This week, a hashtag trended on Twitter that will be of particular interest to historians, sociologists, and other students of science: #overlyhonestmethods. One site has called it science’s PostSecret; 75 of the best examples have been curated at Storify. Here’s what they look like:
Frank, humorous admissions (or inventions?) of how protocols are cobbled together and assumptions are papered over, the #overlhonestmethods meme makes for great reading, especially for those of us interested in the gap between representation and reality in scientific practice and publishing.
Bloggers at The Guardian, Scientific American, the Public Library of Science, and elsewhere have weighed in, most seeing #overlyhonestmethods as a refreshing peek inside the black box of science. Here, I’ll inventory a few of the strands in the conversation, and offer some thoughts on what it all means.
The Guardian‘s headline captures what’s at stake: “Scientists take to Twitter to reveal their less than scientific methods.” By adopting the passive voice of science papers while subverting standard claims to precision and objectivity, the posts lay bare the exigencies of everyday scientific practice.
The meme began (and thrived) in the world of laboratory practices. A neuropharmacologist (and blogger) who Tweets as @dr_leigh kicked things off* on Monday evening:
And then it went viral. Targets included reaction times (“We incubated this for however long lunch was,” @pedmills), precision techniques (“Brains were removed and dissected in, on average, 58 seconds. We know precisely due to a long running lab competition,” @SciTriGrrl), and experimental set-up (“Plants were grown at temperature and light conditions last set by the only person understanding the incubator set-up,” @AnneOsterrieder).
It didn’t take long for topics to spread beyond the lab. From literature reviews (“We didn’t read half of the papers we cite because they are behind a paywall,” @devillesylvain) to writing up (“We used jargon instead of plain English to prove that a decade of grad school and postdoc made us smart,” @eperlste) to submission (“Our paper lacks post-2010 references as it’s taken the co-authors that long to agree on where to submit the final draft,” @drd1983), the whole scientific process is in there.
As the meme breached the lab, it also spread beyond the lab sciences. One site has aggregated posts relevant to political science, asserting that what connects them to the natural sciences is the need to replicate results—and highlighting how difficult, and comical, such efforts can be.
The upshot, for most, is that this is “how science is really done.” Indeed, that’s the subtitle of many comments on #overlyhonestmethods, to which the Scientific American post added another one: #sogladwe’rehavingthisconversation. Coverage like this rests on the idea that the meme is poking holes in an otherwise ironclad objectivism in the public perception of scientific methodology—something many see as a good thing.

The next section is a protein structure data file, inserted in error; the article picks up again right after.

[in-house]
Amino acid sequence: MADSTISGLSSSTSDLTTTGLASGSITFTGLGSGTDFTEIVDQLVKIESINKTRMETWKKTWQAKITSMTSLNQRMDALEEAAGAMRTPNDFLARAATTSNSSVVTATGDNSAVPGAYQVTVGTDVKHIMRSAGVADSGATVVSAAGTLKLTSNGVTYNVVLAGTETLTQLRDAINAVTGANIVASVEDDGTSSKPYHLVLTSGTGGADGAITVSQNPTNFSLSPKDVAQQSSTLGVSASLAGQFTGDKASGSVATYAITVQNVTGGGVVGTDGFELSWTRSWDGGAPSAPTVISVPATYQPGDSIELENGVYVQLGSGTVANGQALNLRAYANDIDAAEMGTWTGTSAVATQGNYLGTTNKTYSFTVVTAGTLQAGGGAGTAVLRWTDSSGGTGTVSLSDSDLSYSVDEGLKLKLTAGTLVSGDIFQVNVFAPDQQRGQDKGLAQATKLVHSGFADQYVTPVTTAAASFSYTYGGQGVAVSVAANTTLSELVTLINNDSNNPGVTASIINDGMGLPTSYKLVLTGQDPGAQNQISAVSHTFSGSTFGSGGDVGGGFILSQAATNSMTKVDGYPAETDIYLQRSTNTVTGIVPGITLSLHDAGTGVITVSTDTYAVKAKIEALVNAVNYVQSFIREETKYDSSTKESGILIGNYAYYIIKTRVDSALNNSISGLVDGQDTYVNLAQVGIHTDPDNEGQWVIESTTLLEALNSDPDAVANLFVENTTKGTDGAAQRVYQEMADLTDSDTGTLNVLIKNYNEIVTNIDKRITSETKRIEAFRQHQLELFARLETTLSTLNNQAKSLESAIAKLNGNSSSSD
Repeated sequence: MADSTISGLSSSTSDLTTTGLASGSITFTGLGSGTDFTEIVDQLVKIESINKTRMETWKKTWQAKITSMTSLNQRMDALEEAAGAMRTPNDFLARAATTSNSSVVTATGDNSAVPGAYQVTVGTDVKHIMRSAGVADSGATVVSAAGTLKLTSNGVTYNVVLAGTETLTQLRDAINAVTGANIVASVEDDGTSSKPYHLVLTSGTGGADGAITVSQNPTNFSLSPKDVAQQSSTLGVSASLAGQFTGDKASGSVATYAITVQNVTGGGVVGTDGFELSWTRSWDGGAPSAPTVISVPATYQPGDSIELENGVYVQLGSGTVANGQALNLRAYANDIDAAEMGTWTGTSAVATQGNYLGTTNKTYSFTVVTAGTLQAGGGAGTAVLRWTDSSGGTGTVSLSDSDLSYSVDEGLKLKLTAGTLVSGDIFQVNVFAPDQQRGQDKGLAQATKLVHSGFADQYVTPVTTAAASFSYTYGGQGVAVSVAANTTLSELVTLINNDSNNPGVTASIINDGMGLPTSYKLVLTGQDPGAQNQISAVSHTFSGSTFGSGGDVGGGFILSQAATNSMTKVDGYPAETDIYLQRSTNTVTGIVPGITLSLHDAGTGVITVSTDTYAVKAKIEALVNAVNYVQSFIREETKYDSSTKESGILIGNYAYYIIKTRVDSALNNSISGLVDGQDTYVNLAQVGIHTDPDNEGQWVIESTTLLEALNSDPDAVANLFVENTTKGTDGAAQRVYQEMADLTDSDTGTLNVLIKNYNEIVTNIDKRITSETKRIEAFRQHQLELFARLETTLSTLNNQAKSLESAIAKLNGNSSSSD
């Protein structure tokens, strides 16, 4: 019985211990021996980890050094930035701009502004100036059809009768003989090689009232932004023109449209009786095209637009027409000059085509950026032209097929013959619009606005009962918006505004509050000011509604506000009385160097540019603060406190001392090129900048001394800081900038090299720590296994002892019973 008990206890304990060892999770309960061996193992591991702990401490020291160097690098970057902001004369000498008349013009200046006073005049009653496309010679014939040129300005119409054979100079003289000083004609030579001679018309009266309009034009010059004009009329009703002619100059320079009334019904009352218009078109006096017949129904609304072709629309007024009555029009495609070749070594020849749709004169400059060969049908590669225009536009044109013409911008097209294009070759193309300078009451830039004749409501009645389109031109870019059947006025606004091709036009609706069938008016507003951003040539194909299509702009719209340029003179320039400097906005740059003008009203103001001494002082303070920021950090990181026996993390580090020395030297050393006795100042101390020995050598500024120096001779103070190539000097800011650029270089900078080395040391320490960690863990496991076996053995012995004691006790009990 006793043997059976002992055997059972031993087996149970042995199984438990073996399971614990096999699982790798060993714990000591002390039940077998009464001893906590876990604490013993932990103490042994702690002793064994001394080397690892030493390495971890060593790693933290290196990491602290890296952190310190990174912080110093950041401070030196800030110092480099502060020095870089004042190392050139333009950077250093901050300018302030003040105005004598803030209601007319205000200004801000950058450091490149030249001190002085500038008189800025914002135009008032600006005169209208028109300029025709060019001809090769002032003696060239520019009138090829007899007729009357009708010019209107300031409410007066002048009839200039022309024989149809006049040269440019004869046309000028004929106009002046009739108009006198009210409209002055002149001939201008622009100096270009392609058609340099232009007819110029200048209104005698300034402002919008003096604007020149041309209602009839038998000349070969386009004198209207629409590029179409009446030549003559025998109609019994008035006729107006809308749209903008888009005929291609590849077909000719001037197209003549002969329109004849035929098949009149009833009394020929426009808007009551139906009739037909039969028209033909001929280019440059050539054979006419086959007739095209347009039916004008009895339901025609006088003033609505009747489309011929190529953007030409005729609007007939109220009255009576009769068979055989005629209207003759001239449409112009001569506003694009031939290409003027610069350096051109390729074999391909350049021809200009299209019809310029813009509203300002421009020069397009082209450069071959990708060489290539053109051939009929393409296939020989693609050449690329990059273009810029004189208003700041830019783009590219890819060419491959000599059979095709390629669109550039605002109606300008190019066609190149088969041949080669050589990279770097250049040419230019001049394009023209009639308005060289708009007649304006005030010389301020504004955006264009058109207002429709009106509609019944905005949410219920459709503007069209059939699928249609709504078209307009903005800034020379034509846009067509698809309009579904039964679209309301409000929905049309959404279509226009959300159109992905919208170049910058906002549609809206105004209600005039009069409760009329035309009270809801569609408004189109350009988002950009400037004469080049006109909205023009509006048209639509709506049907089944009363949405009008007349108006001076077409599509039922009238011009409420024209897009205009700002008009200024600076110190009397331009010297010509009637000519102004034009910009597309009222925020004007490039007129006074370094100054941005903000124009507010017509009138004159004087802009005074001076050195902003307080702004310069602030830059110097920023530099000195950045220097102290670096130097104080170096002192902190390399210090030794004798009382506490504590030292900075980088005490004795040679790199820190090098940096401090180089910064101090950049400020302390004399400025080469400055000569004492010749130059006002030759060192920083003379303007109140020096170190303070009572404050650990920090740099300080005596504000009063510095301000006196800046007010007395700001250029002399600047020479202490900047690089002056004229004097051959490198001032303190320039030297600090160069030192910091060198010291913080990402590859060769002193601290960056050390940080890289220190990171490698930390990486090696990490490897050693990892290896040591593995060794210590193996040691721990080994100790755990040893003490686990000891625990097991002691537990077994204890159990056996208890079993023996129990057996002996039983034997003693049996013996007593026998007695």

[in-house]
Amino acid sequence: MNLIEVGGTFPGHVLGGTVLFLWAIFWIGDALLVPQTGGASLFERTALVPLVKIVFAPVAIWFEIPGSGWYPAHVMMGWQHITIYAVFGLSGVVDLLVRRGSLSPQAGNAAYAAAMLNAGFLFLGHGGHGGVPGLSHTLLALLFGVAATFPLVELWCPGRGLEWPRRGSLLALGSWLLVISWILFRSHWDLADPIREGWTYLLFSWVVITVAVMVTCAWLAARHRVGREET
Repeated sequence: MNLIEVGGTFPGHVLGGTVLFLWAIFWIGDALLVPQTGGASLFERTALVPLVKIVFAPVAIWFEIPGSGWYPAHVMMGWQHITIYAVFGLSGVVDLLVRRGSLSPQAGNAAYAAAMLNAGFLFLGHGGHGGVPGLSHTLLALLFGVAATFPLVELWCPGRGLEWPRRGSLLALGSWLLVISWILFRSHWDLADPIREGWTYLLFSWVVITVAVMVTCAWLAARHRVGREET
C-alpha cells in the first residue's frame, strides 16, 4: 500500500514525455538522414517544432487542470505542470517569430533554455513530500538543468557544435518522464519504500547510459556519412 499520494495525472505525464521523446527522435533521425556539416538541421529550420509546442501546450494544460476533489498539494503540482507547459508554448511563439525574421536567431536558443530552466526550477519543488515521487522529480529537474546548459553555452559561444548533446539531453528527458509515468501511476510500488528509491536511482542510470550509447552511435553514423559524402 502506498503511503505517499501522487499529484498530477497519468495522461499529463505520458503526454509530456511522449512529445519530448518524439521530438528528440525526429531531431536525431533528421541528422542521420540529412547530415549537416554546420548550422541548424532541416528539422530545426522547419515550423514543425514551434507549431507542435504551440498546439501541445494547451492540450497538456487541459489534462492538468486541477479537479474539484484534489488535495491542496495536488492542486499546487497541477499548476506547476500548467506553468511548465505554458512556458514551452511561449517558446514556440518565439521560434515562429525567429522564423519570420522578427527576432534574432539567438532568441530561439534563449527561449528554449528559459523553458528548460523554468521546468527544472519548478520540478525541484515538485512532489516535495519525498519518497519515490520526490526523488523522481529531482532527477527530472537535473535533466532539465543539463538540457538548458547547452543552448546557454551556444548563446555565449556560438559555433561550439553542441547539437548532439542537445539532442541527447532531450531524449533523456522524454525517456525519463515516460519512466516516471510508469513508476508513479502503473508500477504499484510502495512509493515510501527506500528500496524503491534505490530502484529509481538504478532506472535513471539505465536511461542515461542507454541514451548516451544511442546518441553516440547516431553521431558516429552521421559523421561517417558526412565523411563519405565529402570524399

Others, however, find it troubling—either because of the money being squandered on sloppy research, or out of fear that #overlyhonestmethods will fuel the anti-science campaigns of creationists and climate-deniers. Some think that the tweets might “represent the very beginnings of a ‘revolution’ in how scientists and the public alike, view and talk about the scientific method”—for better or for worse.
We’ll have to wait and see whether either celebration or worries are warranted. For now, let me underscore a connection others have pointed out between #overlyhonestmethods and science studies: Latour and Woolgar’s Laboratory Life has been mentioned, and Lynch’s Art and Artifact, Pickering’s Constructing Quarks, and Galison’s How Experiments End are in the air, too.
|The “Crackling” 1980s!|
In the 1980s, scholars of all sorts converged on the tangled world of science-in-practice, and found then (as here) that reports of their methods were greatly exaggerated. Science was human, and—as in everything else—the humans doing it muddled along as best they could. The difference, as Lynch put it, was in how they account for that process:
Science is perhaps unique as an occupation for the way in which its shop work is made extensively accountable in written reports, and examined for its rational, logical and systematically achieved ‘methods’ as formulated in those accounts. (Lynch 1986: 56-7)
The tension between rhetoric and reality is part of what’s fun (and funny) about #overlyhonestmethods. But there’s a deeper irony, too. Were reproducing results the central part of science it’s claimed to be, then admitting these sorts of things would actually improve the overall process. That replication isn’t paramount—as one particular author has noted—is only underlined by the humor inherent in this warts-and-all episode.
All these Tweets have emphasized (or given new meaning to) one of the concluding thoughts in Galison’s first book, on how experimentation evolved in twentieth-century physics:
But laboratory work also exists amid practical constraints that may have little in the way of theory to support them: beliefs in instrument types, in programs of experimental inquiry, in the trained, individual judgments about very local behavior of pieces of apparatus or the tracks, pulses, and counts recorded every day. (Galison 1987: 277)
If we take these Tweets seriously—and, while there’s much humor here, we might as well—then there’s a lot more going on in experimentation than even Galison’s seemingly expansive redefinition suggests. What’s more, scientists’ self-awareness suggests they’d be more or less on board with 1980s efforts to pry open the black box—or that they’ve always already been there, laughing amongst themselves.
More opaque—and more interesting—is what “the public” will make of all this, and what (if any) consequences the #overlyhonestmethods meme will have for the wider conversation about the nature and authority of science.